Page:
The loss of a spouse

The death of a spouse is possibly the most devastating experience one can encounter.

The sense of loss and grief is so overwhelming that one may feel split in two, as though a part of themselves has been lost.

It is normal to experience deep sorrow and heartbreak when a spouse dies. When one’s spouse passes you go through the grieving process, from initial shock and disbelief, through waves of deep sorrow and pain, to looking back on memories, feeling regret, and loneliness, perhaps even anger and depression. Eventually, it becomes possible to begin rebuilding one’s life. Joy and happiness are still possible down the road.

Grief is a broad concept. It encompasses the loss, the sorrow and finally the state in which the bereaved find themselves. In order to cope with the loss of a loved one, one must go through a period of grief that expresses the difficulties of letting go. Gradually, one must revisit all their memories, as well as all the plans and dreams, and accept the permanence of: “Never again.”

(from the Corporation des Thanatologues du Québec website)

The 5 stages below can be linear, however, it is common for the bereaved to regress before resuming the process. Understanding one’s feelings and emotions and sharing them with loved ones or with other people who are experiencing loss is key to working through grief.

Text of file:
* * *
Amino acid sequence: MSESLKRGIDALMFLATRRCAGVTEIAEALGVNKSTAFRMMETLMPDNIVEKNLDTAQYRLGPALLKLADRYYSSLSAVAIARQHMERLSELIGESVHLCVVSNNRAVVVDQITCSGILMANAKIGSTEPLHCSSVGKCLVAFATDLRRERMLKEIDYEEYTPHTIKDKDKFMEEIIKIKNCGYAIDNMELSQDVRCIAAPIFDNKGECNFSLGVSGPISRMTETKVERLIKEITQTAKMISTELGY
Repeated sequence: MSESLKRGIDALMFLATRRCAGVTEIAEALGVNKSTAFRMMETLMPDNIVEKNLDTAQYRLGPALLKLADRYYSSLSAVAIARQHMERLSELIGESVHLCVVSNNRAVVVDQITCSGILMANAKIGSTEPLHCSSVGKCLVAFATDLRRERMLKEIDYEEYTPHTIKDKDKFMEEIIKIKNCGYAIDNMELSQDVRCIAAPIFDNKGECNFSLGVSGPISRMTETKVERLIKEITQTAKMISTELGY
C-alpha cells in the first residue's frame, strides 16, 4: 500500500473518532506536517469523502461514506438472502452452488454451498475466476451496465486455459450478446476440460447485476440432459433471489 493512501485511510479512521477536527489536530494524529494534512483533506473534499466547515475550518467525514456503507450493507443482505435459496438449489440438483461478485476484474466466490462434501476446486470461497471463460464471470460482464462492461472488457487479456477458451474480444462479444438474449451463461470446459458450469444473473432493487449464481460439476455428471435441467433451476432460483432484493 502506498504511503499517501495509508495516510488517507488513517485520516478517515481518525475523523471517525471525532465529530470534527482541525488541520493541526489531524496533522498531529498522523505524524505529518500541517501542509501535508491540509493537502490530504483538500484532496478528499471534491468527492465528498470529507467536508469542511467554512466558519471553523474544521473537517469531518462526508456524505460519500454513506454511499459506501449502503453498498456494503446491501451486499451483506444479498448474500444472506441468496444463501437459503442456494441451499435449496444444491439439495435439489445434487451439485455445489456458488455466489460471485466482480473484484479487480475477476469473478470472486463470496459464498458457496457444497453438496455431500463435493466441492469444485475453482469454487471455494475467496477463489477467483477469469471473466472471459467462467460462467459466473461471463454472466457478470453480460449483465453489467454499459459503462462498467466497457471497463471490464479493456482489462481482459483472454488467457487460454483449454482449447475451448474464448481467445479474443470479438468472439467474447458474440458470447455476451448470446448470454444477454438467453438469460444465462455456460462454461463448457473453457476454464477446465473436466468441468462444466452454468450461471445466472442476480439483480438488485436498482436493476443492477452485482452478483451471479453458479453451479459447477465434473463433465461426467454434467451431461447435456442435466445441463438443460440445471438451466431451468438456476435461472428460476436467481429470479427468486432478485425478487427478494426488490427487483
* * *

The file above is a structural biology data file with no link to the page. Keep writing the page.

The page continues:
Shock and Denial
This short-term phase of the grieving process occurs when we learn of the loss. This is a time of varying intensity practically devoid of emotions. After this short stage of the process, the reality of the loss sinks in.

This phase is characterized by feelings of anger over the loss. In some cases, guilt may set in. One is plagued with many questions.

A more or less lengthy phase of the grieving process that is characterized by deep sadness, second thoughts and distress. The sadness and range of other emotions can be so great that in this phase the bereaved may feel as if they will never overcome their mourning. However, the following stage, acceptance, will provide some relief.

The last stage of the grieving process when the grieving person is getting better. There is a much better understanding and acceptance of the reality surrounding the loss. The bereaved person may continue to feel sorrow, but is once again able to function normally. They have reorganized their life in the light of the loss.

Cautionary note. These stages are not necessarily sequential. There is no inevitable path. Some people may emerge from grief and move on to the final stage of letting go, yet the feelings they may have carried are not considered insignificant.